The new computer at the Bureau of Emergency Communications (BOEC) 9-1-1 Center went live on time, under budget, and works as expected.
Some of the media coverage would lead you to believe otherwise. Here are the facts.
Buying a new computer to provide dispatching services between calltakers and front line providers (police, fire, and medical services) in Multnomah County was approved by the User Board in 2006. The User Board is an advisory group at BOEC comprised of members from the agencies BOEC serves - Portland Police and Fire, Gresham, Fairview, Wood Village, Troutdale, and the Multnomah County Sheriff’s Office. The User Board considered the options of patching the old system or buying a new system in June 2006, and acknowledged the need for BOEC to buy the new Computer Aided Dispatch (CAD) platform. In 2006, a County-wide bond measure was recommended by the User Board as the funding mechanism to pay for the purchase and installation of the new system. After further discussions including the User Board in 2007, the Portland City Council decided in 2008 to fund the purchase by Portland only, rather than trying for a County-wide bond.
When I took office and was assigned BOEC in January 2009, I heard about the "we could patch the old system for $500k" assertion, and looked into it. I came to the same conclusion the User Board had, that buying a new computer was necessary.
Think about it: Is the home computer you use today the same as the one you were using 17 years ago? How about your work computer? Likely not. Computers today can do so much more than those of the 1990s. And the old computers are hard to maintain, indeed may not even be serviced by their original manufacturer. That's what we were looking at, for the 9-1-1 center. I think we all agree, the 9-1-1 computer has to be reliable. Lives depend on it.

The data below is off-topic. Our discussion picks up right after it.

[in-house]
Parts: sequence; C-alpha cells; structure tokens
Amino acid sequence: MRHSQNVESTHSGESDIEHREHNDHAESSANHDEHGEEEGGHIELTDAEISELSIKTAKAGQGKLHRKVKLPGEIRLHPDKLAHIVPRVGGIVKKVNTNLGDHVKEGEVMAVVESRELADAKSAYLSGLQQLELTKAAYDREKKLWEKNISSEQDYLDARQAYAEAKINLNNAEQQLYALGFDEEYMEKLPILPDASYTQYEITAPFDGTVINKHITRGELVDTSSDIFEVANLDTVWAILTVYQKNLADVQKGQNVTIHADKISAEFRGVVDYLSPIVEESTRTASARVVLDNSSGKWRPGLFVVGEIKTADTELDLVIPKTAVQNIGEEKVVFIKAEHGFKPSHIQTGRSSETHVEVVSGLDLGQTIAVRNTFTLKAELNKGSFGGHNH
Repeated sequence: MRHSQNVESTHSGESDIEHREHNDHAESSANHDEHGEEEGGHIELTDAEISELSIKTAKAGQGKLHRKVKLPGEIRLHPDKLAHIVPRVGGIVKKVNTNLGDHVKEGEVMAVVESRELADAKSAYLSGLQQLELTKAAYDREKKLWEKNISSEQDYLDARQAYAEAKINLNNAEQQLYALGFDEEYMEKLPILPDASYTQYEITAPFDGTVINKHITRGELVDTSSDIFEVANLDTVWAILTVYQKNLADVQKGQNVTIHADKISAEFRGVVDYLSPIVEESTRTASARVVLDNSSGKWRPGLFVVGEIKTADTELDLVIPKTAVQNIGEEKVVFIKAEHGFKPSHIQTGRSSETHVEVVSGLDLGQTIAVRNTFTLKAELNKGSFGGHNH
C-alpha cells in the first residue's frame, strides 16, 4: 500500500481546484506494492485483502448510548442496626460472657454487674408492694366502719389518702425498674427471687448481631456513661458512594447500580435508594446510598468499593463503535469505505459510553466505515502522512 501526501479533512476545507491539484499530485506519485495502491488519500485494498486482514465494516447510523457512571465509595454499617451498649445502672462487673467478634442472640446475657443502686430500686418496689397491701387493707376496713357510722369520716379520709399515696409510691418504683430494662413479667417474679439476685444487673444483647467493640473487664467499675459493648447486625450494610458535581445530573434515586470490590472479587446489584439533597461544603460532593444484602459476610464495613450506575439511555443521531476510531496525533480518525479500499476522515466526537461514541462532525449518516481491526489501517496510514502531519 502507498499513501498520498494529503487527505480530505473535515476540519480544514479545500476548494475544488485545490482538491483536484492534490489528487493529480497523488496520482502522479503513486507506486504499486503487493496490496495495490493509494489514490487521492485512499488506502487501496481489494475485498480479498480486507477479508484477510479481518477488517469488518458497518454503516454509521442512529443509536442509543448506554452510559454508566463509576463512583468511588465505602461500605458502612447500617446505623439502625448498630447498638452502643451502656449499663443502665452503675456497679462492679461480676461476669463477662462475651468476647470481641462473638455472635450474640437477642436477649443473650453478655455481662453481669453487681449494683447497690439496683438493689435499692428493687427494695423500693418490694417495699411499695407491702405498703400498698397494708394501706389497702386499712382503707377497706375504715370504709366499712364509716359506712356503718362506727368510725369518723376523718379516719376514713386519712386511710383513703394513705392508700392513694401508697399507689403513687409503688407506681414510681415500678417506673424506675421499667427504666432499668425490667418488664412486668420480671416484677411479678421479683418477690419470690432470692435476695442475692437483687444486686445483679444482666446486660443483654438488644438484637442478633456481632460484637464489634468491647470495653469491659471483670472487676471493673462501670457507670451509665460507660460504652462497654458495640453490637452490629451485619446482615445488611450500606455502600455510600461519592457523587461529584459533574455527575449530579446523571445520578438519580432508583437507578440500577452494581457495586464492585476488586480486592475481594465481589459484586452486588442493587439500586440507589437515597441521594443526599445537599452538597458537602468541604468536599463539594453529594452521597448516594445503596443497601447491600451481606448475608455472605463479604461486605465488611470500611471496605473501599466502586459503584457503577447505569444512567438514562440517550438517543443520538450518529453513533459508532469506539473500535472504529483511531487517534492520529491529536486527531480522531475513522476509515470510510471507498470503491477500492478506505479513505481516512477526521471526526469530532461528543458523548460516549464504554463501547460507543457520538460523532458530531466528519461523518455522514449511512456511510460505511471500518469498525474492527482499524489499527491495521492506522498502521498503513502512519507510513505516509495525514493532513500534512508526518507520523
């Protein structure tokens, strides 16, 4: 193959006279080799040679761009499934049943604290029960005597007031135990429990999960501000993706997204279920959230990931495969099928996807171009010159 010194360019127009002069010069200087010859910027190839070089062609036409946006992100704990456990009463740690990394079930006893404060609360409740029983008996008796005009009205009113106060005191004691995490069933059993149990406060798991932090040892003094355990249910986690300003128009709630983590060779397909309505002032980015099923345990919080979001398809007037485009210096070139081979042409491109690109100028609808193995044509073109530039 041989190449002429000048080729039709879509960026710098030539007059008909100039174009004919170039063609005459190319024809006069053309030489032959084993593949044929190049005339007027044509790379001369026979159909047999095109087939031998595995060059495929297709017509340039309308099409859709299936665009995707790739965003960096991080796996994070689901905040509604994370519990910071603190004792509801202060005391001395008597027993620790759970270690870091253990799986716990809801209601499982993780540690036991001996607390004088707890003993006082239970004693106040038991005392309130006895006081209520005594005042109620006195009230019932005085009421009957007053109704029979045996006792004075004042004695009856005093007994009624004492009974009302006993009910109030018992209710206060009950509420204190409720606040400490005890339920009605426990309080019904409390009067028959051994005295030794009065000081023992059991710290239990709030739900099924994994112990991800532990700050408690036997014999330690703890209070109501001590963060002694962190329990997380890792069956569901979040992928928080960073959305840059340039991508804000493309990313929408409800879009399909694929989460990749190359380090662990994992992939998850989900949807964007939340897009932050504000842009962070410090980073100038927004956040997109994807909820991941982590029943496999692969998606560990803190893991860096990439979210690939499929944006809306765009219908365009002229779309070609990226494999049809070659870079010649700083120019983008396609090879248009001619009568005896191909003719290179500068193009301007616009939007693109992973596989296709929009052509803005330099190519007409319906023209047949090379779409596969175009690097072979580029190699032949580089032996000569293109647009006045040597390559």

I concurred with the previous Commissioner in Charge of BOEC, Randy Leonard, that the new CAD was essential. We selected Versaterm from the companies that responded to the Request For Proposals to sell us the new CAD, in part because they already serve Seattle and Sacramento, creating a West Coast network potential in the event of a major regional disaster such as a catastrophic earthquake. They have provided CAD systems to other large cities serving multiple jurisdictions and agencies, including Salt Lake City, Vancouver B.C., and Halifax. Versaterm has an impressive track record and we were confident that the system would function properly when implemented. It does.